“Once upon a time in China, some believe, around the year one double-aught three, head priest of the White Lotus Clan, Pai Mei was walking down the road, contemplating whatever it is that a man of Pai Mei’s infinite power contemplates — which is another way of saying “who knows” — when a Shaolin monk appeared on the road, traveling in the opposite direction. As the monk and the priest crossed paths, Pai Mei, in a practically unfathomable display of generosity, gave the monk the slightest of nods. The nod was not returned. Now, was it the intention of the Shaolin monk to insult Pai Mei, or did he just fail to see the generous social gesture? The motives of the monk remain unknown. What is known are the consequences: The next morning Pai Mei appeared at the Shaolin Temple and demanded of the Temple’s head abbot that he offer Pai Mei his neck to repay the insult. The Abbot at first tried to console Pai Mei, only to find Pai Mei was…inconsolable. So began the massacre of the Shaolin Temple and all 60 of the monks inside at the fists of the White Lotus.” – Bill, Kill Bill 2

When I was coming up with an idea for a blog I really felt it had to be something I know a lot about. Something I love to talk about. Something I wouldn’t mind doing. That ‘something’ turned out to be stories. I know a lot of stories from books, history, movies and many other sources.

But, I didn’t think I could write strictly about stories by itself. In order for people to want to read my blog I had to offer something that people would want. And I think that, everyone, including myself, wants to be more successful in various aspects of their lives.

One way to learn to be more successful in these various aspects is to learn from others. We learn from our friends and if we’re lucky we learn from really good mentors. I’ve read many books that claim the best person to learn from is a mentor someone who has been where we are now and knows how to get to where we want to go. But mentors are difficult to find. I know, I’ve searched high and low. And my search has always met with disappointment. Then one day I realized that characters in the stories found in history, books, movies and TV were unsung or forgotten mentors. These storytellers in their writing have explored, with their characters, endless situations and actions that we can learn from.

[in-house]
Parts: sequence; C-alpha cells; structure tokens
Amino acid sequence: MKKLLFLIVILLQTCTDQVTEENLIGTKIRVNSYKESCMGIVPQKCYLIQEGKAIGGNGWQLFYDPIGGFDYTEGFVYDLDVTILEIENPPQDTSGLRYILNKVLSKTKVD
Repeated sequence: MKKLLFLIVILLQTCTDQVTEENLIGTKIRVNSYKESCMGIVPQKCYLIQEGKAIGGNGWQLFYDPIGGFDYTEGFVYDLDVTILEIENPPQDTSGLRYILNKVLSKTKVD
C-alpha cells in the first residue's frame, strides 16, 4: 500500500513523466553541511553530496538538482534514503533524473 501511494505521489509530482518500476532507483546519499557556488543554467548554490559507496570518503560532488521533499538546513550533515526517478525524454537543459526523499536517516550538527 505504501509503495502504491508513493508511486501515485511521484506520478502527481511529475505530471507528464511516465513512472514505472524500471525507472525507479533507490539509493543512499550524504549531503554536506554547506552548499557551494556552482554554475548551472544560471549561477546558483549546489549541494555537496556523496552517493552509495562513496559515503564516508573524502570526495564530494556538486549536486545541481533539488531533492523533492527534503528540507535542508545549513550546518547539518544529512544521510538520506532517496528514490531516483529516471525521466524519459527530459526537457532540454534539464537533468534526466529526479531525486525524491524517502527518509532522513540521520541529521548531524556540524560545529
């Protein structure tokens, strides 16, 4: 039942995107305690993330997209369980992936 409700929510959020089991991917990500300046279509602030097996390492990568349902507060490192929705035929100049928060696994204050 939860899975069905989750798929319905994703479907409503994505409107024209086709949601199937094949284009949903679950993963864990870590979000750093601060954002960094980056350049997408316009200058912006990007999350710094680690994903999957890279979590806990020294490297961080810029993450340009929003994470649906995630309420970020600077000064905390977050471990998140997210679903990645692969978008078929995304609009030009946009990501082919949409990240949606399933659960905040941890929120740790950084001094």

Which brings us to this blog. This blog is about finding and learning from mentors within stories, books, movies and tv. I don’t mean characters that do things perfectly all the time. These characters make mistakes too. And it’d be smart to learn from their mistakes as well.

My idea for a blog was born. But I needed to take things further and actually get my own URL and a name that would help me brand my blog. Taking a lesson from the book ‘the Purple Cow’ by Seth Godin I wanted a URL address that would be visually memorable. The word Mentor itself, to me, wasn’t very visual. My mind just didn’t picture very much when I hear the word ‘mentor’. I also wanted a blog that would be a fun place to go and a place that didn’t take itself too seriously. Mentor just sounded too stuffy and serious.

As I went through possible names one word kept standing out. That word was ‘Monk’. For the purpose of this blog, I decided to use the term monk and mentor interchangeably.

When I hear the word monk I picture a solitary monk standing on a hill overlooking a field of green grass. A scene similar to the one Douglas Adams painted in his book ‘Dirk Gently’s Holistic Detective Agency’ of the electric monk. If you read the book you’d know the electric monk’s special job. A Tivo’s job is to record shows for you, a microwave’s job is to cook for you, the electric monk’s job was to believe for you.

I later added “the forgotten” as a way of differentiating our monk from others and to recognize that sometimes we forget to learn from history, books, movies and TV. The Forgotten Monk is any character in stories from history, fiction, movies and TV that through their actions and results have something to teach us. Will Rogers has been credited with saying, “”Some learn from observation, some learn from reading. The rest of us have to pee on the electric fence”. My challenge to you is to read, observe and let The Forgotten Monk’s job be to pee on the electric fence for you. Your job, if you hang in there with me, is to learn and apply what you’ve learned from The Forgotten Monk.
We use the term ‘monk’ a little differently on this blog. In this monologue given by David Carradine from the movie Kill Bill 2. Pai Mei is my forgotten monk for today, the great teacher, the mentor who went unrecognized. Because his actions went unnoticed there were severe consequences.

This blog is our acknowledgment, our recognizing of overlooked actions. It is our slightest nod in return to all the forgotten monks out there. The unsung heroes from history, books, movies and TV that we can still learn from in the hopes we can avoid severe consequences.